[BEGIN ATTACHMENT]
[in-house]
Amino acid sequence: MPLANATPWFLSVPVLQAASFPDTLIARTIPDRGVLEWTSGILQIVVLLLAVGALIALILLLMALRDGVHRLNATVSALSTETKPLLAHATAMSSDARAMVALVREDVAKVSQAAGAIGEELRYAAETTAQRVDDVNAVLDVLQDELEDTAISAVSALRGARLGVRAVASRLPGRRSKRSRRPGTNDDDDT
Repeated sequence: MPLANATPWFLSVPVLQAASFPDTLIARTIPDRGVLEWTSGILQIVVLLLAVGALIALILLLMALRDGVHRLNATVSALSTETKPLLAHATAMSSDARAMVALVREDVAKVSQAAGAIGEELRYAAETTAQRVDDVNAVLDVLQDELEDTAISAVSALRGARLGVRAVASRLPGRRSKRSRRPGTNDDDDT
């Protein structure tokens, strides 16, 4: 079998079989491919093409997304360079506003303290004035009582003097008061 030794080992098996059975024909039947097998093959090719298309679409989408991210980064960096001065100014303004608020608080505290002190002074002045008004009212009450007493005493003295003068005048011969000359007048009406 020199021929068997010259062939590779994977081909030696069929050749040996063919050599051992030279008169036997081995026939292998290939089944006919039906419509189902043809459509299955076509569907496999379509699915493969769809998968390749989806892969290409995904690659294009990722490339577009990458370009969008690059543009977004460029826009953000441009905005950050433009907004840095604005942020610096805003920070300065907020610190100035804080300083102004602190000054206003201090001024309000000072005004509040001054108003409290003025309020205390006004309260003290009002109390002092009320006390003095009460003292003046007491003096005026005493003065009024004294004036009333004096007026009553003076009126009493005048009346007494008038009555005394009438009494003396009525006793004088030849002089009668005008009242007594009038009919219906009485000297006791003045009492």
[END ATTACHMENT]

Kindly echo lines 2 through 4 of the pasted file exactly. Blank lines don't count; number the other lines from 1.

Amino acid sequence: MPLANATPWFLSVPVLQAASFPDTLIARTIPDRGVLEWTSGILQIVVLLLAVGALIALILLLMALRDGVHRLNATVSALSTETKPLLAHATAMSSDARAMVALVREDVAKVSQAAGAIGEELRYAAETTAQRVDDVNAVLDVLQDELEDTAISAVSALRGARLGVRAVASRLPGRRSKRSRRPGTNDDDDT
Repeated sequence: MPLANATPWFLSVPVLQAASFPDTLIARTIPDRGVLEWTSGILQIVVLLLAVGALIALILLLMALRDGVHRLNATVSALSTETKPLLAHATAMSSDARAMVALVREDVAKVSQAAGAIGEELRYAAETTAQRVDDVNAVLDVLQDELEDTAISAVSALRGARLGVRAVASRLPGRRSKRSRRPGTNDDDDT
């Protein structure tokens, strides 16, 4: 079998079989491919093409997304360079506003303290004035009582003097008061 030794080992098996059975024909039947097998093959090719298309679409989408991210980064960096001065100014303004608020608080505290002190002074002045008004009212009450007493005493003295003068005048011969000359007048009406 020199021929068997010259062939590779994977081909030696069929050749040996063919050599051992030279008169036997081995026939292998290939089944006919039906419509189902043809459509299955076509569907496999379509699915493969769809998968390749989806892969290409995904690659294009990722490339577009990458370009969008690059543009977004460029826009953000441009905005950050433009907004840095604005942020610096805003920070300065907020610190100035804080300083102004602190000054206003201090001024309000000072005004509040001054108003409290003025309020205390006004309260003290009002109390002092009320006390003095009460003292003046007491003096005026005493003065009024004294004036009333004096007026009553003076009126009493005048009346007494008038009555005394009438009494003396009525006793004088030849002089009668005008009242007594009038009919219906009485000297006791003045009492």